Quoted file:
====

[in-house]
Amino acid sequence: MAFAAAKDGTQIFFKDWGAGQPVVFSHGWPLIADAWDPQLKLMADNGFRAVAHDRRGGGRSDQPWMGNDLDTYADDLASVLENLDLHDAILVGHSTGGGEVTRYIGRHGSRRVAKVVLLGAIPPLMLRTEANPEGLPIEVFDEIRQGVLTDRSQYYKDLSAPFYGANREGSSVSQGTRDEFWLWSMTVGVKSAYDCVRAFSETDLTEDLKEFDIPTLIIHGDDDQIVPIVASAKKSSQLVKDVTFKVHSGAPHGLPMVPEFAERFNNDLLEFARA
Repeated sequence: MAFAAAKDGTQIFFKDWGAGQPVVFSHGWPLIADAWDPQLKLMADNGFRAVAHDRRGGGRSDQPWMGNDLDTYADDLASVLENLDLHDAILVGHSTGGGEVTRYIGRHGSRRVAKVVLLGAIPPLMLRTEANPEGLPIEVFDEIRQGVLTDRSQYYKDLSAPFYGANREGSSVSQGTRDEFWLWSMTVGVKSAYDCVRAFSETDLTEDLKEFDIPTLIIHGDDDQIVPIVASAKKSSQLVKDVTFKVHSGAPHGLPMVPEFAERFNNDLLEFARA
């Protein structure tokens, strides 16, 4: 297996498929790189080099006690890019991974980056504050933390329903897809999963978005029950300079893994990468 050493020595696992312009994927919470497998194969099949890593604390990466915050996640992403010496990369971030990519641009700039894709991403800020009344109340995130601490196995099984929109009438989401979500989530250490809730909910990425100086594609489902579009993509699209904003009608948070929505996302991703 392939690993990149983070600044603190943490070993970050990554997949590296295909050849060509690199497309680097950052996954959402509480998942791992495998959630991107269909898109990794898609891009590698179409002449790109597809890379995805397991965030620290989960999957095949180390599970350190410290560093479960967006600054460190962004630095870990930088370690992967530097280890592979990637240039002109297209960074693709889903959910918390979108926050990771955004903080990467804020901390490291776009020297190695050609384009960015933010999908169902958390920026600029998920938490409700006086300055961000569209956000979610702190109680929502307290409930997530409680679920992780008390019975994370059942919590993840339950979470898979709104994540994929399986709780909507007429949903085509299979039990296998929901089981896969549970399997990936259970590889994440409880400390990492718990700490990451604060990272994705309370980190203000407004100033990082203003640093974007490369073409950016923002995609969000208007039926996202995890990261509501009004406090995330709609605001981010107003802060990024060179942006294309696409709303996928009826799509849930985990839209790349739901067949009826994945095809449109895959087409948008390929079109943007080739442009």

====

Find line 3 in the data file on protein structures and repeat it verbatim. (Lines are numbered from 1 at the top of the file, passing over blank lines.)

Repeated sequence: MAFAAAKDGTQIFFKDWGAGQPVVFSHGWPLIADAWDPQLKLMADNGFRAVAHDRRGGGRSDQPWMGNDLDTYADDLASVLENLDLHDAILVGHSTGGGEVTRYIGRHGSRRVAKVVLLGAIPPLMLRTEANPEGLPIEVFDEIRQGVLTDRSQYYKDLSAPFYGANREGSSVSQGTRDEFWLWSMTVGVKSAYDCVRAFSETDLTEDLKEFDIPTLIIHGDDDQIVPIVASAKKSSQLVKDVTFKVHSGAPHGLPMVPEFAERFNNDLLEFARA